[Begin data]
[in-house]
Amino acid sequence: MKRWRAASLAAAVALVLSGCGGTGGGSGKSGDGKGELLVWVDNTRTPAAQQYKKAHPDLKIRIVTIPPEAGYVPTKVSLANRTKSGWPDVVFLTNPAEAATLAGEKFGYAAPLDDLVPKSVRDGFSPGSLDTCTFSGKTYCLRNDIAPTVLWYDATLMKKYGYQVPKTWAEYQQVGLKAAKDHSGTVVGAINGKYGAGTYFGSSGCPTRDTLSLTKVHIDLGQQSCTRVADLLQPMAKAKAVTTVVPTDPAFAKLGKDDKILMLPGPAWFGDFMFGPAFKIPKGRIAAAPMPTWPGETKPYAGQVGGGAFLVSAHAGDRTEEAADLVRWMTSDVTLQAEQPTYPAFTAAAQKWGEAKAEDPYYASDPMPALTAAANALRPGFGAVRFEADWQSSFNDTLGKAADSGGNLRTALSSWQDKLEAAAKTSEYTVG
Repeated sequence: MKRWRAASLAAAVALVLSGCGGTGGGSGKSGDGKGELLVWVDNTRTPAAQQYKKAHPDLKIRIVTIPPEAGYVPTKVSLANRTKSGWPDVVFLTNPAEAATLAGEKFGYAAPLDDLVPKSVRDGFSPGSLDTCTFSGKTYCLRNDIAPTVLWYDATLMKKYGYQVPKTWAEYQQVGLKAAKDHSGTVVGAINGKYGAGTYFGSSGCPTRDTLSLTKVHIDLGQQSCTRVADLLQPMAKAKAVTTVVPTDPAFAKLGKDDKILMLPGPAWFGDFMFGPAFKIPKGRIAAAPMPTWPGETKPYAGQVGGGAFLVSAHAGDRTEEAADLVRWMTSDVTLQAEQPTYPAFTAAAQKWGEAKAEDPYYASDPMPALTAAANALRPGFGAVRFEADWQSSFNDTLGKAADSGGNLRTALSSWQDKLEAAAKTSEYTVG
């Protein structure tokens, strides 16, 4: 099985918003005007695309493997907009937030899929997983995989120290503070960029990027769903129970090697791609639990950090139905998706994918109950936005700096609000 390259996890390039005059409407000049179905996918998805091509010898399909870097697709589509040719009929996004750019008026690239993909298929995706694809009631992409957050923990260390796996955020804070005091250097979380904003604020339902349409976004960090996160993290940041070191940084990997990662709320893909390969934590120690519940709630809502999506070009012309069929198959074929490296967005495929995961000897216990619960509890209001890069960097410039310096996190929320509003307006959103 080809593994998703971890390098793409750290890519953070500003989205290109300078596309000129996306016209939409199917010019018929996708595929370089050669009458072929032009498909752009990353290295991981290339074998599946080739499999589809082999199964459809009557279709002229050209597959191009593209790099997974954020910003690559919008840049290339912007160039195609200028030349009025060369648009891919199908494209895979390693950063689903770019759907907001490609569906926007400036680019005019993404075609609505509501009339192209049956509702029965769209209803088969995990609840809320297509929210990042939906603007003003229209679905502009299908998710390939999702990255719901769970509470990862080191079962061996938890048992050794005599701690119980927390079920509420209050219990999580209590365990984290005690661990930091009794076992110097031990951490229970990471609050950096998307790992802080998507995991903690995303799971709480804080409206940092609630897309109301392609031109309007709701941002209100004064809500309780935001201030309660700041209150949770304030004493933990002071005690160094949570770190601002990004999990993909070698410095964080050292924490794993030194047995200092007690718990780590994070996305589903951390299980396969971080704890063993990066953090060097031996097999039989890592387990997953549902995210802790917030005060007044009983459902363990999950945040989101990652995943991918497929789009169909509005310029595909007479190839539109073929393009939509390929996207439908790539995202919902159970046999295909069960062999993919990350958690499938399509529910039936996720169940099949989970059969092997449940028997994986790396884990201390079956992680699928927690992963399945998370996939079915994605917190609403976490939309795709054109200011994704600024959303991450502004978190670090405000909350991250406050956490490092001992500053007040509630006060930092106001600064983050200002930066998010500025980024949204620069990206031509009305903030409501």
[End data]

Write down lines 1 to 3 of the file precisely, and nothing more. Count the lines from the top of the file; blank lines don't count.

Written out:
[in-house]
Amino acid sequence: MKRWRAASLAAAVALVLSGCGGTGGGSGKSGDGKGELLVWVDNTRTPAAQQYKKAHPDLKIRIVTIPPEAGYVPTKVSLANRTKSGWPDVVFLTNPAEAATLAGEKFGYAAPLDDLVPKSVRDGFSPGSLDTCTFSGKTYCLRNDIAPTVLWYDATLMKKYGYQVPKTWAEYQQVGLKAAKDHSGTVVGAINGKYGAGTYFGSSGCPTRDTLSLTKVHIDLGQQSCTRVADLLQPMAKAKAVTTVVPTDPAFAKLGKDDKILMLPGPAWFGDFMFGPAFKIPKGRIAAAPMPTWPGETKPYAGQVGGGAFLVSAHAGDRTEEAADLVRWMTSDVTLQAEQPTYPAFTAAAQKWGEAKAEDPYYASDPMPALTAAANALRPGFGAVRFEADWQSSFNDTLGKAADSGGNLRTALSSWQDKLEAAAKTSEYTVG
Repeated sequence: MKRWRAASLAAAVALVLSGCGGTGGGSGKSGDGKGELLVWVDNTRTPAAQQYKKAHPDLKIRIVTIPPEAGYVPTKVSLANRTKSGWPDVVFLTNPAEAATLAGEKFGYAAPLDDLVPKSVRDGFSPGSLDTCTFSGKTYCLRNDIAPTVLWYDATLMKKYGYQVPKTWAEYQQVGLKAAKDHSGTVVGAINGKYGAGTYFGSSGCPTRDTLSLTKVHIDLGQQSCTRVADLLQPMAKAKAVTTVVPTDPAFAKLGKDDKILMLPGPAWFGDFMFGPAFKIPKGRIAAAPMPTWPGETKPYAGQVGGGAFLVSAHAGDRTEEAADLVRWMTSDVTLQAEQPTYPAFTAAAQKWGEAKAEDPYYASDPMPALTAAANALRPGFGAVRFEADWQSSFNDTLGKAADSGGNLRTALSSWQDKLEAAAKTSEYTVG